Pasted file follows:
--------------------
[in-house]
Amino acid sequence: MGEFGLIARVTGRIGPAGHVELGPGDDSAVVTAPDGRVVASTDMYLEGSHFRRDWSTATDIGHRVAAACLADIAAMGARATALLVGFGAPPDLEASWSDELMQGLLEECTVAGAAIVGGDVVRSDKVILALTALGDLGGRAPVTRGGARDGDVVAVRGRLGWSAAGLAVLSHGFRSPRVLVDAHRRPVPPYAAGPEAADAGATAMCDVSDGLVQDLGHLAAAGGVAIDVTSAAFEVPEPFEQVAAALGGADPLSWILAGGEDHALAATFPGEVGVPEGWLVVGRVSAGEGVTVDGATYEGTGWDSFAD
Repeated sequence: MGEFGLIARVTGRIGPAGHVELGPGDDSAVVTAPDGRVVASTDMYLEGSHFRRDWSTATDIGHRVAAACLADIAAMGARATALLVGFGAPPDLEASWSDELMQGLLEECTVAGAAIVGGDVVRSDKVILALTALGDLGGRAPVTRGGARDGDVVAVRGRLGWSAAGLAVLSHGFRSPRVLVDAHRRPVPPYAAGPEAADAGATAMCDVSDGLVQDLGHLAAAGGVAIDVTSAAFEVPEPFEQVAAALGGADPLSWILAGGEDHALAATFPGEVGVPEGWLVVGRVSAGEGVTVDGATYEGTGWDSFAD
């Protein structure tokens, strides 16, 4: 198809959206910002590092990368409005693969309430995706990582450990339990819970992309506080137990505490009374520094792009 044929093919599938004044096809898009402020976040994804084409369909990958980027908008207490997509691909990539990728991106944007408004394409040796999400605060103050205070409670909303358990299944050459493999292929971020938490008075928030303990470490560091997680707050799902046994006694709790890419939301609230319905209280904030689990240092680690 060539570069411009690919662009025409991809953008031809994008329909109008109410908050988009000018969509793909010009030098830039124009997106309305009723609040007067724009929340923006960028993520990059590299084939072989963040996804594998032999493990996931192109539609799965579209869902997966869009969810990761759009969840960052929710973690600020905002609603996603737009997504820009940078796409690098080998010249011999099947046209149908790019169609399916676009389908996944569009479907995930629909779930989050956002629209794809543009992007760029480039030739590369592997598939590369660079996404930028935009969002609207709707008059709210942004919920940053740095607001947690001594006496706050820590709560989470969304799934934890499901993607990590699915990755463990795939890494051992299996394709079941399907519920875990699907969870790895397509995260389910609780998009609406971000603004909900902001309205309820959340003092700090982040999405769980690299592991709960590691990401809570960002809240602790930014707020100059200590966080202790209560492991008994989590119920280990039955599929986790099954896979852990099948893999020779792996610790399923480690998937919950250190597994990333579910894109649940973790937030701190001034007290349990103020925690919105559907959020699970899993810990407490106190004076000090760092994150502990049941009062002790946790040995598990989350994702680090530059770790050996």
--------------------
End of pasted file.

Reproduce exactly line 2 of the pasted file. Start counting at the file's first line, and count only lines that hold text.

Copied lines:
Amino acid sequence: MGEFGLIARVTGRIGPAGHVELGPGDDSAVVTAPDGRVVASTDMYLEGSHFRRDWSTATDIGHRVAAACLADIAAMGARATALLVGFGAPPDLEASWSDELMQGLLEECTVAGAAIVGGDVVRSDKVILALTALGDLGGRAPVTRGGARDGDVVAVRGRLGWSAAGLAVLSHGFRSPRVLVDAHRRPVPPYAAGPEAADAGATAMCDVSDGLVQDLGHLAAAGGVAIDVTSAAFEVPEPFEQVAAALGGADPLSWILAGGEDHALAATFPGEVGVPEGWLVVGRVSAGEGVTVDGATYEGTGWDSFAD